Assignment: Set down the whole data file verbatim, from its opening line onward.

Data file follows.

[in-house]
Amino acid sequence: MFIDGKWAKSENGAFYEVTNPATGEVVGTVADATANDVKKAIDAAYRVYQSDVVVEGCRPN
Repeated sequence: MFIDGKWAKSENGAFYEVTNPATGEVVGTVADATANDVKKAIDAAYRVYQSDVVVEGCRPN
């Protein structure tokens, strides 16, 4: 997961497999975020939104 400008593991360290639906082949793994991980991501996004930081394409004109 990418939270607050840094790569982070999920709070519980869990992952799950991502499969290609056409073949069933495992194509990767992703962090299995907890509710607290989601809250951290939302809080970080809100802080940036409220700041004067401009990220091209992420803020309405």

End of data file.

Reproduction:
[in-house]
Amino acid sequence: MFIDGKWAKSENGAFYEVTNPATGEVVGTVADATANDVKKAIDAAYRVYQSDVVVEGCRPN
Repeated sequence: MFIDGKWAKSENGAFYEVTNPATGEVVGTVADATANDVKKAIDAAYRVYQSDVVVEGCRPN
């Protein structure tokens, strides 16, 4: 997961497999975020939104 400008593991360290639906082949793994991980991501996004930081394409004109 990418939270607050840094790569982070999920709070519980869990992952799950991502499969290609056409073949069933495992194509990767992703962090299995907890509710607290989601809250951290939302809080970080809100802080940036409220700041004067401009990220091209992420803020309405």